And while it’s only been a few months, her journey as CEO has not been without its setbacks. “Upon my appointment, COVID-19 cases in Malta exploded, so we had to deal with the practical issues arising from that in tandem with our work,” she explains, and more recently, another crisis has impacted Geraldine’s work – the escalating situation between Russia and Ukraine – whereby the MBR is involved in relation to sanctions on companies with Russian links in Malta.
Speaking of the delicate situation involved, Geraldine explains, “we have a close connection with other authorities, including the police, FIAU and the Sanctions Monitoring Board, and keep updated with all sanctions being issued.” Drawing on the valuable experience and lessons learned from the FATF process, the CEO explains that MBR employees have more knowledge in relation to sanctions, and are able to be more proactive in relation to the steps that are necessary in a situation such as this. In fact, they have also gone so far as to highlight all Russian involvement in Maltese companies, conducted a thorough screening procedure and classified them in accordance to risk, planning ahead for possible further sanctions.
Commenting on her experience at the helm so far, Geraldine admits that coming from a legal background, the most challenging was the operations aspect of the role, but she has not shied away from it: “it is always great that you learn new notions, so I took this in my stride.”
Setting her sights on the future, the CEO lists her top priorities for the MBR moving forward, chief among which is having all its services offered online. “Work on this started some years ago, and we are now in the final phases of this ambitious project, through which every company will be registered online, and any other notifications made to the register of companies will be made online. This is also going to be extended to foundations and associations.”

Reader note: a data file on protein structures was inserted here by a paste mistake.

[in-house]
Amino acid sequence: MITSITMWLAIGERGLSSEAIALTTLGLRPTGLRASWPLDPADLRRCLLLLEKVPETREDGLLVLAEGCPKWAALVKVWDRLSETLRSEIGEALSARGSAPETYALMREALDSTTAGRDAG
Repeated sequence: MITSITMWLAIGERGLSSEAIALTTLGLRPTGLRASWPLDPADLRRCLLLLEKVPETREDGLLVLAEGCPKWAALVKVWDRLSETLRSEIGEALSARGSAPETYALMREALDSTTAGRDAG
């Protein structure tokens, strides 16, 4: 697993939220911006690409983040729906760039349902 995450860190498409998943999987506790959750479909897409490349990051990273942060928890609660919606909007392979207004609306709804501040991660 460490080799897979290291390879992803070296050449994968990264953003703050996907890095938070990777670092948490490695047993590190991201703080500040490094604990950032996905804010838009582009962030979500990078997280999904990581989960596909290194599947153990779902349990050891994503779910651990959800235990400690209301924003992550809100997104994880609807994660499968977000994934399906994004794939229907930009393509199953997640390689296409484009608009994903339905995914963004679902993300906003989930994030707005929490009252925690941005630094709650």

Another major plan in the works is an internal restructuring process which will see the Registry of Companies split into three groups which, Geraldine explains, will feature more specialisation within each section. “I believe that when you specialise, the greater detail will allow you to give a better service, both in relation to knowledge and efficiency,” she maintains.
Concluding with one key piece of advice for aspiring leaders, Geraldine says that the most important thing is to “believe in yourself, regardless of age or gender, challenge yourself (even if you don’t always have the energy to do it) and have a vision.”
Photos by Inigo Taylor
The interview forms part of the 50 Business Leaders 2022 project. The new online serialisation on MaltaCEOs.mt will feature 50 distinguished business leaders, CEOs, and emerging business minds to create debate and encourage business leaders to share their journey with our readers.